WHEN THE weather cooperates, Labor Day weekend is usually a time filled with fun outdoor activities for the entire family.
From swimming and boating to grilling and picnics in the park, Americans across the country take to the outdoors to celebrate that extra day full of opportunities.
So if you're going to be outdoors, why not take advantage of a relatively new recreational activity that has exploded in popularity during the last 10 years.
That activity is Geocaching.
What is geocaching?
The advent of geocaching, or at least the catalyst, can be traced back to the year 2000. On May 2 of the year, the United States Military removed restrictions on just how precise the information provided by its global positioning satellites (GPS) could be.
A day later, Dave Ulmer, a computer consultant, hid a cache, or item to be found, in the woods and marked its location with GPS coordinates.
He called it the "Great American GPS Stash Hunt,'' and posted the information for it online. That began the craze that is geocaching, with the first coordinates entered being N 45 degrees 17.460 by W 122 degrees 24.800, which happens to be near South Fellows Rd. in Estacada, Oregon.
More and more people began finding Ulmer's cache and returning online to post about their experiences.
Word traveled fast, as it quickly does on the internet.
A few months into the GPS Stash Hunt's infancy, Seattle-based web developer Jeremy Irish found information on this new activity while researching GPS technology online.
Irish took an interest and set out on some cache hunts of his. His interest grew and he started a website called Geocaching.com, now the key website for the Geocaching craze.
The site, with both free and premium memberships, allows potential hunters to search for caches across the country.
After finding potential hunts in a given area, caches are rated by both ease of finding the cache and how difficult the trek is to get to the cache. Some are relatively easy. Some are difficult and requiring climbing equipment.
A quick search of caches located within a 10-mile radius of Wheeling turned up more than 400 potential hunts. A search of a 50-mile radius from Wheeling turned up nearly 3,000.
Each cache has its town description page and notes from any previous hunters who've found the box and wish to offer advice to future hunters or comments on the box's contents.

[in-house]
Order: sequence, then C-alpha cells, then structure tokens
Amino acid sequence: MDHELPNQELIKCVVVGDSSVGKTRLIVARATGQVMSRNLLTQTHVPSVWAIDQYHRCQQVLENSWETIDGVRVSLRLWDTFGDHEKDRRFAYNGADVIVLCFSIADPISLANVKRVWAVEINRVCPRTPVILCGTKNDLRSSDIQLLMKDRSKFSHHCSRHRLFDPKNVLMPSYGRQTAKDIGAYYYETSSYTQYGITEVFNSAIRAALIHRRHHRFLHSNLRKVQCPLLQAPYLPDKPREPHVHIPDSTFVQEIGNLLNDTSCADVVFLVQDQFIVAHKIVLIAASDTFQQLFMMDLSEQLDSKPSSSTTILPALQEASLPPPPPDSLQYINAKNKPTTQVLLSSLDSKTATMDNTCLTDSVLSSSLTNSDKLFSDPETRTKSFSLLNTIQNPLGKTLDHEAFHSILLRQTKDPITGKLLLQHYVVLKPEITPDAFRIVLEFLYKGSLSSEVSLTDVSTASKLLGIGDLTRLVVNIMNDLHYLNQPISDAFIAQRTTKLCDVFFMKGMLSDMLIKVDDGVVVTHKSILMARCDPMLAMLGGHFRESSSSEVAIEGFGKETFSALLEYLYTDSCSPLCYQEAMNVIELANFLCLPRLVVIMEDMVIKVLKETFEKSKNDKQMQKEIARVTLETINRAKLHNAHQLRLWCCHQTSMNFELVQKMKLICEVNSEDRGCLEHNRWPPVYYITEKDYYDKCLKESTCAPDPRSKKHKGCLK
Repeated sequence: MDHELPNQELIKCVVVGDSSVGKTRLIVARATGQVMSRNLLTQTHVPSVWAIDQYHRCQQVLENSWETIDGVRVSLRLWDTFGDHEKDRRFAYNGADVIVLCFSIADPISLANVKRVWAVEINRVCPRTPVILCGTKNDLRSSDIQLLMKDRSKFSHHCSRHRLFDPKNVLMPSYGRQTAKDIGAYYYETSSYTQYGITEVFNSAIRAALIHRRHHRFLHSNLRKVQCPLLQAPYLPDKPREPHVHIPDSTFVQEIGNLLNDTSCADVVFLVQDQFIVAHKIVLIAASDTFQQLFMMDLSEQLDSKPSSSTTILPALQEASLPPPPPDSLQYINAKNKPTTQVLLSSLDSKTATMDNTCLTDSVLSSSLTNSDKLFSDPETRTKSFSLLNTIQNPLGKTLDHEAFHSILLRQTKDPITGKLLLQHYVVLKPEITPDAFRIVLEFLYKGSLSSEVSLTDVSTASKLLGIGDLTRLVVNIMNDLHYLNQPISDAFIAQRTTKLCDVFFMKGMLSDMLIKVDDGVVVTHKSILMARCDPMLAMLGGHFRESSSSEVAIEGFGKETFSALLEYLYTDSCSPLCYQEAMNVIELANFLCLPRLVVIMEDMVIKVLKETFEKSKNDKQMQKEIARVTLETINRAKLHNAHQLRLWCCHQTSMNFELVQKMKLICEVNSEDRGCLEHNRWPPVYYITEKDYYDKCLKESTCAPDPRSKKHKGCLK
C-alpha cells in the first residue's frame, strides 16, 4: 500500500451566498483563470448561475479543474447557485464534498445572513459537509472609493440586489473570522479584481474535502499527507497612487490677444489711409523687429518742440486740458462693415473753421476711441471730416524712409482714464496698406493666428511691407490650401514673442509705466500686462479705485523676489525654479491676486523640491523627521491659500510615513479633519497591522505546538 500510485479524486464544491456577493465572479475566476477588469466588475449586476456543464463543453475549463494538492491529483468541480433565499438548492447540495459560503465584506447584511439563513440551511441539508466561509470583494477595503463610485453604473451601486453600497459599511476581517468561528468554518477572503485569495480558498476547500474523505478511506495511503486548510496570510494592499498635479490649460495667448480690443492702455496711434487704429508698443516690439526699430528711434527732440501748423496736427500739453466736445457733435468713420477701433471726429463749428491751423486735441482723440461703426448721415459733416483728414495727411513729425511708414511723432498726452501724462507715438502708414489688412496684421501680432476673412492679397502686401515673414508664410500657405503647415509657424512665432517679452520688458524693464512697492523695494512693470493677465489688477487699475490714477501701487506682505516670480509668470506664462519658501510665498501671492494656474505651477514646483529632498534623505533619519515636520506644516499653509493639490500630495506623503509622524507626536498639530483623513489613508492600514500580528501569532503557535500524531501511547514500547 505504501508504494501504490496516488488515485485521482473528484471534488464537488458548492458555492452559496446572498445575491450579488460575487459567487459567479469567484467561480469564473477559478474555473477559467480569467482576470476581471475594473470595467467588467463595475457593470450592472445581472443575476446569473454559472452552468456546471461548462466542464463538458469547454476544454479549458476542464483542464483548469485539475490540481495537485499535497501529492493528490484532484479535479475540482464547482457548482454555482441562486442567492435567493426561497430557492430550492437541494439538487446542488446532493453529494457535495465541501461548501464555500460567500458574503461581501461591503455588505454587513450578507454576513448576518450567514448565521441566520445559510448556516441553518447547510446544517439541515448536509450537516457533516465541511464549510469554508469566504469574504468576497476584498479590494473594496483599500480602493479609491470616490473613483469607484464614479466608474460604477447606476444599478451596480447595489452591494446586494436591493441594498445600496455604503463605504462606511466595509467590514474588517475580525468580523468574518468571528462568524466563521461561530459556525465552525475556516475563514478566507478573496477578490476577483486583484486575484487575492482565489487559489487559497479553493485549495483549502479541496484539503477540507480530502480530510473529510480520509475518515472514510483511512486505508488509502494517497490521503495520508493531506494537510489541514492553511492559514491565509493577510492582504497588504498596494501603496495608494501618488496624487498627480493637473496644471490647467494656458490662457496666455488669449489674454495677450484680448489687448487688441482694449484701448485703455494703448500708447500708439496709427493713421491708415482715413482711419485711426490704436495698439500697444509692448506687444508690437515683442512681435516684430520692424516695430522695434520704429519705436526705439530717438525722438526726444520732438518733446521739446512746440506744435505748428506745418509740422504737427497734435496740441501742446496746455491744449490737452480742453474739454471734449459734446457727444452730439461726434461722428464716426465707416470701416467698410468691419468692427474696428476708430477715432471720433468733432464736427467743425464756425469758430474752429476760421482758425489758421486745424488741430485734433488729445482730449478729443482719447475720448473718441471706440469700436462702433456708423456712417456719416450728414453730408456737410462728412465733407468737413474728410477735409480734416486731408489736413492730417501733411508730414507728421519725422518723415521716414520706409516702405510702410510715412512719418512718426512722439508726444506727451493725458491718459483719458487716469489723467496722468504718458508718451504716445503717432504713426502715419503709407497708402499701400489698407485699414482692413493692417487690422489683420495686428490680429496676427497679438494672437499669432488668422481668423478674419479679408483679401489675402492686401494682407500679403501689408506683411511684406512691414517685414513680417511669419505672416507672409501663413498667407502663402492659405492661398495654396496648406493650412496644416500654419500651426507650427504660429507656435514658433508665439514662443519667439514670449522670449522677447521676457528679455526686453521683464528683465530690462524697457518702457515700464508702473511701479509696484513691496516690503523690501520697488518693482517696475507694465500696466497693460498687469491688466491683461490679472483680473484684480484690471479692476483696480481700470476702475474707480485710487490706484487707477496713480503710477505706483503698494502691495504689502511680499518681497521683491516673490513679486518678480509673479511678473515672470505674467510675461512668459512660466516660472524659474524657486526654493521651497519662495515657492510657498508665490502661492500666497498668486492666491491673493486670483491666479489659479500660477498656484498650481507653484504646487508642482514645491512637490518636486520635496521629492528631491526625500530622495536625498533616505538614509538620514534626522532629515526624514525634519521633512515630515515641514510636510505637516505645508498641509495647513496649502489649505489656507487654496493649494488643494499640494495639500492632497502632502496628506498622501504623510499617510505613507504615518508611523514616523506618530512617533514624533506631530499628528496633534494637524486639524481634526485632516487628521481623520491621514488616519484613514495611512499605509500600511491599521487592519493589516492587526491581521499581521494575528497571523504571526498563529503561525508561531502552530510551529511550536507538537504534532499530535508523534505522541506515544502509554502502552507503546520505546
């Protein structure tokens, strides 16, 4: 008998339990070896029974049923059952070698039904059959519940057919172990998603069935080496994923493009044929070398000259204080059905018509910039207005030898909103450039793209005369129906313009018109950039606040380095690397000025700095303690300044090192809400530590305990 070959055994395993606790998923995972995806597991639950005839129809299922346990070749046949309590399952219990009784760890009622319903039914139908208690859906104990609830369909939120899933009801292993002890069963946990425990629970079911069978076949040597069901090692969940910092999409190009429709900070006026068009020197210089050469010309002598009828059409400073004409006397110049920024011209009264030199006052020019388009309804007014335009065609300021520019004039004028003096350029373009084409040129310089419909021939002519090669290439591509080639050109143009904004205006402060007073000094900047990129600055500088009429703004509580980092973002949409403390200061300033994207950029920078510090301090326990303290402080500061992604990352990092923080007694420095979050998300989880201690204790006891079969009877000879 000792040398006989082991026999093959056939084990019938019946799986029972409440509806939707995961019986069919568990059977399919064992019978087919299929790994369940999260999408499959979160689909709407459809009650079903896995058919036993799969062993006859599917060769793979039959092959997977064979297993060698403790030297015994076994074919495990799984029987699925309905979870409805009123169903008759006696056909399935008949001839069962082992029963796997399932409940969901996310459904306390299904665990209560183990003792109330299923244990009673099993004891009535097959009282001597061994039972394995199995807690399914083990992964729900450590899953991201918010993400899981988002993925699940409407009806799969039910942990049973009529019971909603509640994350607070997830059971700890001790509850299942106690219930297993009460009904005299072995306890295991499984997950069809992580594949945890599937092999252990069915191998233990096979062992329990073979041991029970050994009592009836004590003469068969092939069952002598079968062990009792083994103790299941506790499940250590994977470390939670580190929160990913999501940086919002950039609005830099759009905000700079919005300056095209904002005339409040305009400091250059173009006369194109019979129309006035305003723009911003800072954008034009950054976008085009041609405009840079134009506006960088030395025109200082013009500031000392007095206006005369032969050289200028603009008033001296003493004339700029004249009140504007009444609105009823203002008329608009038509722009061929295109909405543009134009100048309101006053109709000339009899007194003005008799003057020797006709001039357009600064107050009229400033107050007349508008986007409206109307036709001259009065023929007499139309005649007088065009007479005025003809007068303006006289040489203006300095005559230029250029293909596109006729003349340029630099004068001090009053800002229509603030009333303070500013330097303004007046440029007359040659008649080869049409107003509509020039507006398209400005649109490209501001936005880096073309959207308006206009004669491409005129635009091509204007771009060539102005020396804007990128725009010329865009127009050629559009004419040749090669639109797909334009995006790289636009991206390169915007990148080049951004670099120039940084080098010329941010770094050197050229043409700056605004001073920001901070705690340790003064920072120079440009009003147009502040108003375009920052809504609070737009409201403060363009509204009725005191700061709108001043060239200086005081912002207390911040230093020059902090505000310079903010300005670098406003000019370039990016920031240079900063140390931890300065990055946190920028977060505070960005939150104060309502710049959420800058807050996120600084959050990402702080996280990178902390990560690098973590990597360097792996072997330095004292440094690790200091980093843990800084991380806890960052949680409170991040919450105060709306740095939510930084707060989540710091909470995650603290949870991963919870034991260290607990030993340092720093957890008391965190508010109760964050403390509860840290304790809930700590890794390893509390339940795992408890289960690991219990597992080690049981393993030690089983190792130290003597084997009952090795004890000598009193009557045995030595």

The general idea
Although any type of box or container can be used as a cache, a favorite is a tupperware container. And there are generally four size-categories for cashes: Micro (35mm film canister or smaller); Small (sandwich-sized plastic container or smaller); Regular (plastic container or ammo can, roughly the size of a shoebox) and Large (a 5-gallon bucket or larger).
The key is to make sure the container is water tight. Since it will be sitting out in the elements, keeping the contents of the cache dry is essential.
Every cache needs a logbook so those who find the cache can record when they finally found it, see who else has and read up on any other pertinent information.
The cache should also be labeled. There is a decent chance someone will stumble across the box that isn't actively searching for it. If the box is labeled as a geocache item and contains a letter describing the purpose of the cache inside, it will generally remain undisturbed.
As far as what can be found inside the cache is left up to the imagination of the cache placer, as well as the people who find it.
Anything from small trinkets, souvenirs, CDs, toys, key chains, etc., can be found itself. Some choose to place a small digital or disposable camera inside so that they can have pictures of all who have found their box.
And don't forget one of the cardinal rules of geocaching, if you take something from the box, leave something in the box.
Considering the length of time most caches will remain outdoors, waiting to be found, it's generally a good idea not to include anything that could spoil. So no matter how tasty your chocolate chip cookies may be, this isn't the best place to share them with the world.
While finding a cache by using GPS coordinates is the general idea and what encompasses a good portion of the experience, it's not the only one.
Multi-caches are particularly enjoyable and have caught on. Basically, the first set of coordinates will lead seekers to the first box which contains coordinates to another box and so-on. These types of caches are generally identified on the listing websites so hunters know ahead of time their trek may be a bit more lengthy than usual.
GENERALLY all you need to begin hunting is a GPS receiver and a desire to hit the woods. If you're planning on taking in a multi-cache hunt or another lengthy event, it likely wouldn't hurt to have some light camping equipment and supplies if you're anticipating spending more than one day on the hunt.
For those interested, there are websites all over the internet devoted to geocaching, but a good place to start is geocaching.com. It will have everything you need to know to get started on this fun activity that combines technology with a love of the outdoors.
Hughes may be reached at firstname.lastname@example.org